The Competition Commission of India (CCI) is examining the acquisition of a unit of Uber Eats by online food delivery company Zomato, potentially impacting the manner in which such mergers between leading market players are concluded.
India’s competition regulator is looking at two salient aspects of the deal — one, whether the deal is anti-competitive, thereby hurting consumers, and two, whether the two companies should have notified it about the transaction, according to two persons familiar with the matter. Both spoke to Moneycontrol on the condition of anonymity.
The examination by CCI is significant because a draft Competition (Amendment) Bill, which is due to be cleared by parliament, emphasises the review of transactions similar to that of Zomato and Uber Eats India.
A spokesman for Zomato confirmed that CCI reached out to the company, adding that the competition regulator’s enquiries were about “certain basic information and clarifications about the transaction”. “We believe this is customary to any M&A transaction in India; we have received similar information requests in the past on other transactions we have undertaken. We have responded to CCI accordingly."
Zomato bought the Indian food delivery business of ride-hailing app Uber Technologies in exchange for a 9.99 percent stake in January 2020 and the deal was valued at around $206 million.
The transaction resulted in a net gain of $154 million for Uber, which it has reported as other income, according to filings with the US Securities and Exchange Commission (SEC).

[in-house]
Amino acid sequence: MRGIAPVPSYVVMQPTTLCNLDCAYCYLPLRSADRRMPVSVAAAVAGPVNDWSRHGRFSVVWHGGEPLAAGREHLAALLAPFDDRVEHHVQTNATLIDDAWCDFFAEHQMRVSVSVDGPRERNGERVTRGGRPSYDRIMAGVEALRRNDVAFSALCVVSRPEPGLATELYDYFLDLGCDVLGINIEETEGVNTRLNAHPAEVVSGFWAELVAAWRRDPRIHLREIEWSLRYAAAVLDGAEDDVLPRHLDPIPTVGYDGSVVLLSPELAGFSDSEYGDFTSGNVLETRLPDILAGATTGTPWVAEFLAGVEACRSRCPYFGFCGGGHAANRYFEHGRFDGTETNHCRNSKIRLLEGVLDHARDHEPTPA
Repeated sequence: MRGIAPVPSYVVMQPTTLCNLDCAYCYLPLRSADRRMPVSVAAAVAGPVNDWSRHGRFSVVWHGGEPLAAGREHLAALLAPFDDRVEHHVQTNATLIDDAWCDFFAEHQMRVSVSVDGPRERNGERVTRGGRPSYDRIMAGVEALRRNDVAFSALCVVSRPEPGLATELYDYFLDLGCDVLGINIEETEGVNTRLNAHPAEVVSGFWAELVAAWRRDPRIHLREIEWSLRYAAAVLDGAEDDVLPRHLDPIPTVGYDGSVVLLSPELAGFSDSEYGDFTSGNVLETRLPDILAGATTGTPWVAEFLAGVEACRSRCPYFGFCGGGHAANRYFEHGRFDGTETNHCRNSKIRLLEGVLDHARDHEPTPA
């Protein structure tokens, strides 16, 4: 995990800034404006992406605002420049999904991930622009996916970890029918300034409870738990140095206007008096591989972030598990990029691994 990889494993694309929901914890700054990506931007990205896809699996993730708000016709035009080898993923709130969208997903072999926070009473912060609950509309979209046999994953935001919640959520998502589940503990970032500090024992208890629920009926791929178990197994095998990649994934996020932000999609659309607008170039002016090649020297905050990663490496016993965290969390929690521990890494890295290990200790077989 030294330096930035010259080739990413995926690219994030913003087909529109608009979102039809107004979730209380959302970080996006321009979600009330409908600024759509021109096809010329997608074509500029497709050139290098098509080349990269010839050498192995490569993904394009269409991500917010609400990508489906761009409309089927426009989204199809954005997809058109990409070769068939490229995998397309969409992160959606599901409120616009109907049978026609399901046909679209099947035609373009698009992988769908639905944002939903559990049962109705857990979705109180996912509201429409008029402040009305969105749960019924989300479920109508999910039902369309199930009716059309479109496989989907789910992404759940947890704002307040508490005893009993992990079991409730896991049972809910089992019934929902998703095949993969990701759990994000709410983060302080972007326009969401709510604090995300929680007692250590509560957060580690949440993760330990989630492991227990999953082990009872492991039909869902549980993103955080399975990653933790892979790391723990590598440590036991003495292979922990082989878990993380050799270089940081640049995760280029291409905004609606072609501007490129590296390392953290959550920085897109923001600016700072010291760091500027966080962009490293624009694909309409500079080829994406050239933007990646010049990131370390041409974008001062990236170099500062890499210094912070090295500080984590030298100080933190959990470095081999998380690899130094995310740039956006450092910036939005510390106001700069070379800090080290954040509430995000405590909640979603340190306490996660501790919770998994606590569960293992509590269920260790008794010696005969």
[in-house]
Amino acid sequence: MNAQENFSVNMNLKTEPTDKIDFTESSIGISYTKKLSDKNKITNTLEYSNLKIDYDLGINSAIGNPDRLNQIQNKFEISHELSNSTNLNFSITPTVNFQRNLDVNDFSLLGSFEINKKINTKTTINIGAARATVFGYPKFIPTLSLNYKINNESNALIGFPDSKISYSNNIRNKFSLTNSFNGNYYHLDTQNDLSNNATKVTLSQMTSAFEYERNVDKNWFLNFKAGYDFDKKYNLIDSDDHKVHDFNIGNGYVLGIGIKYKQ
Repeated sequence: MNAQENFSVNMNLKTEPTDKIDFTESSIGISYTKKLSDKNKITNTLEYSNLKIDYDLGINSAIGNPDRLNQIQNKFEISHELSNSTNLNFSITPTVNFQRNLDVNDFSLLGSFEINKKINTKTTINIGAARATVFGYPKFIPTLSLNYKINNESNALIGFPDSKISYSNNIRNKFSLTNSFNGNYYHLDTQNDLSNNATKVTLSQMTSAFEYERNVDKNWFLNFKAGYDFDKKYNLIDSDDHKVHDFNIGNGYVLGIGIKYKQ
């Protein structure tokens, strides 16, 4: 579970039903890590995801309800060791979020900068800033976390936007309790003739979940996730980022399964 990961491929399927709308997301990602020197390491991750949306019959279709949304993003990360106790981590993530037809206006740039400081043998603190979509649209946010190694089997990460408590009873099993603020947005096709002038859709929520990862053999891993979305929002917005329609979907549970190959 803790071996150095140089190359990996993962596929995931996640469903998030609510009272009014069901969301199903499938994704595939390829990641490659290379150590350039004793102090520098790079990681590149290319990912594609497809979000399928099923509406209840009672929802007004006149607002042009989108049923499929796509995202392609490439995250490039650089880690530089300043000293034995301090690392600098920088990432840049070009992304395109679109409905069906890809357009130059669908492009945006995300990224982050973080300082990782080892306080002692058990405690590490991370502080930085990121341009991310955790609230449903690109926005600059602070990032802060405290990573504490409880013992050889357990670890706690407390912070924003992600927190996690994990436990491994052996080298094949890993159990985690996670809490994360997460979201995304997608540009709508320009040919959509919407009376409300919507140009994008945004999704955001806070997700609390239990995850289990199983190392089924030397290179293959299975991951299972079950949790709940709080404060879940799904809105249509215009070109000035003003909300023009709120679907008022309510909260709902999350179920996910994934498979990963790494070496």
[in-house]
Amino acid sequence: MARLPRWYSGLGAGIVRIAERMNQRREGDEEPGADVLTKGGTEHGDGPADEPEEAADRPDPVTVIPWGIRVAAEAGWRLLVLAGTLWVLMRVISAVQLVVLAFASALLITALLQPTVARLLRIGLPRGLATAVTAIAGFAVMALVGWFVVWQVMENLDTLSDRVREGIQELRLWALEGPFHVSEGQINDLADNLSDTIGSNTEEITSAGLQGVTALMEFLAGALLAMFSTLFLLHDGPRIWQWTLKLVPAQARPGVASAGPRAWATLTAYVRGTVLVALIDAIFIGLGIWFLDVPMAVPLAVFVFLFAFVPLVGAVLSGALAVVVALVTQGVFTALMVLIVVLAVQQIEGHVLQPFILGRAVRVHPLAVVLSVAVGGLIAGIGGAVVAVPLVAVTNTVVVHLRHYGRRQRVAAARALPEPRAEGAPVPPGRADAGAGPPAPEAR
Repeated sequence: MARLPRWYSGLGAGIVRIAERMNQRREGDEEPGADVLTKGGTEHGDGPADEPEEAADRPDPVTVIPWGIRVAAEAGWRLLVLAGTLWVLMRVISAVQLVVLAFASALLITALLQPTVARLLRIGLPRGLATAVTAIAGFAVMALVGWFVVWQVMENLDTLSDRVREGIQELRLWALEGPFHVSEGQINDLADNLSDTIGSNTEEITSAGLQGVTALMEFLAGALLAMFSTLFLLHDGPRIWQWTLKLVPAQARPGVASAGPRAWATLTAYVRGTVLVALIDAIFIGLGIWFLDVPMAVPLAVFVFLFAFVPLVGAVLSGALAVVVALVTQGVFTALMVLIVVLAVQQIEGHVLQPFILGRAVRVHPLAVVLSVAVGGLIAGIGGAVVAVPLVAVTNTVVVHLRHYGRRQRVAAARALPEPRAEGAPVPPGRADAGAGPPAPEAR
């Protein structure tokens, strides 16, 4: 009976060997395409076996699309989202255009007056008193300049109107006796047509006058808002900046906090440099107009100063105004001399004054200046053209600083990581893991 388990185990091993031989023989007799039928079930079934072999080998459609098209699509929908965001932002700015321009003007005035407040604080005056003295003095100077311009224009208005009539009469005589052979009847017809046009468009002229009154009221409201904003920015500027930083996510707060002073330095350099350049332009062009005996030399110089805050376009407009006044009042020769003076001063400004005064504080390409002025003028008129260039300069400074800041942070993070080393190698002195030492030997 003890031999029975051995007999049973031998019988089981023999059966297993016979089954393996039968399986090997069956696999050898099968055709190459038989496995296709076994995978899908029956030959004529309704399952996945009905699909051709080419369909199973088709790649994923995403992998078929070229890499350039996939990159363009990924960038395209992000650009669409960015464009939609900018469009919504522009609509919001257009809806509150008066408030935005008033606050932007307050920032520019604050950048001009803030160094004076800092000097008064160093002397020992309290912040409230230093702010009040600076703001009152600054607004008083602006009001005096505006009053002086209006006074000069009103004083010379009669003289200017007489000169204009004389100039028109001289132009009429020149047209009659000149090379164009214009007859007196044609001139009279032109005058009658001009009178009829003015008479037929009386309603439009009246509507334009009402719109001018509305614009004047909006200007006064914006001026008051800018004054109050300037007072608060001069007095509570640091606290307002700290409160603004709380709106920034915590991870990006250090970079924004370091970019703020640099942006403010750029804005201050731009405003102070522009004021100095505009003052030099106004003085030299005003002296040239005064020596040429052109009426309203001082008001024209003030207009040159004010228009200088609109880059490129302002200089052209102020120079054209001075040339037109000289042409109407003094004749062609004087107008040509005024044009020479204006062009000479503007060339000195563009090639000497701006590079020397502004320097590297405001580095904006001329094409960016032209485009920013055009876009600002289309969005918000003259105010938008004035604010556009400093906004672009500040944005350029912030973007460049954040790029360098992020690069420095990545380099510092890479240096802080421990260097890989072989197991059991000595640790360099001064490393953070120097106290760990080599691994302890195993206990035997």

Zomato possibly did not get the deal cleared by the CCI because of the way it interpreted the competition law. If enterprises that are being acquired have assets of not more than Rs 350 crore in India or turnover of not more than Rs 1, 000 crore in India, they need not file with CCI. This so-called De Minimis exemption earlier applied only to acquisitions and excluded mergers, but now covers both acquisitions and mergers.
Uber Eats India made revenue of $20 million, or Rs 133 crore, and reported a loss of $61 million, or Rs 405 crore, for the three months to September 30, Uber said in a filing with SEC, according to news agency Reuters.
The acquisition of Uber Eats India is not a straight acquisition because the transaction also had Uber buying a stake in Zomato, according to one of the persons quoted above. “It is a very complex deal,” said this person, who is intimately aware of competition laws and the CCI probe.
Zomato reported revenues of Rs 1,397 crore and losses of Rs 1,000 crore in FY2019. The company was last valued at $3 billion when China’s Ant Financial pumped in $150 million.
Zomato competes primarily with Swiggy in India. The online food delivery market is fiercely competitive and has been knocked hard by the coronavirus-triggered lockdown.
If the CCI concludes that a person or enterprise should have given notice about a merger, it can impose a penalty that may extend to 1 percent of the total turnover or the assets, whichever is higher, of such a combination, according to India’s competition law.
The draft amendment of Competition Law has called for additional criteria for control of mergers, one of its most significant changes. In other words, if a CCI investigation finds that a transaction has not met jurisdictional thresholds, it will deem that these are combinations and would require them to be notified.
This action by CCI is in line with global trends. Many international jurisdictions, both in Europe and Asia, are looking to introduce additional criteria in order to examine closely data-driven or R&D-heavy mergers and acquisitions, which have the potential to lead to anti-competitive market concentration.
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